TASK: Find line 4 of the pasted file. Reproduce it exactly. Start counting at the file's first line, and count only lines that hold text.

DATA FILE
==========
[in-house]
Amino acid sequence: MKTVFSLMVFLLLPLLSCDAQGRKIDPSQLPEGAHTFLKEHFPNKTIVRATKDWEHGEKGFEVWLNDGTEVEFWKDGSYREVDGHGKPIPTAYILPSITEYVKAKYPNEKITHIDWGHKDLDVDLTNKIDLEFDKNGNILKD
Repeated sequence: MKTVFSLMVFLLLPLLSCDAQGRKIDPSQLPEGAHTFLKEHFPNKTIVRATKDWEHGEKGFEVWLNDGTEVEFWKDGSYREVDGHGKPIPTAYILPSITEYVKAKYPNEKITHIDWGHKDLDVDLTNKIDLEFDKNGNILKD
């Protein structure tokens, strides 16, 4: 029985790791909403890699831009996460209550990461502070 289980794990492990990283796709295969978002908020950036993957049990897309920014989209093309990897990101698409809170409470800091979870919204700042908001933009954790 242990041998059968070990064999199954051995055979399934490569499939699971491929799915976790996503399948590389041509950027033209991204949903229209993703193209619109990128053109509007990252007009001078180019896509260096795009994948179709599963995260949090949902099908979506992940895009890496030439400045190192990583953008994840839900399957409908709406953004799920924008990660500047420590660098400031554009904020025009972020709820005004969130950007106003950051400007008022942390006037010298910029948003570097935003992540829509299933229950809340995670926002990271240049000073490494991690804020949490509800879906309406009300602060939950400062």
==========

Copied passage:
């Protein structure tokens, strides 16, 4: 029985790791909403890699831009996460209550990461502070 289980794990492990990283796709295969978002908020950036993957049990897309920014989209093309990897990101698409809170409470800091979870919204700042908001933009954790 242990041998059968070990064999199954051995055979399934490569499939699971491929799915976790996503399948590389041509950027033209991204949903229209993703193209619109990128053109509007990252007009001078180019896509260096795009994948179709599963995260949090949902099908979506992940895009890496030439400045190192990583953008994840839900399957409908709406953004799920924008990660500047420590660098400031554009904020025009972020709820005004969130950007106003950051400007008022942390006037010298910029948003570097935003992540829509299933229950809340995670926002990271240049000073490494991690804020949490509800879906309406009300602060939950400062």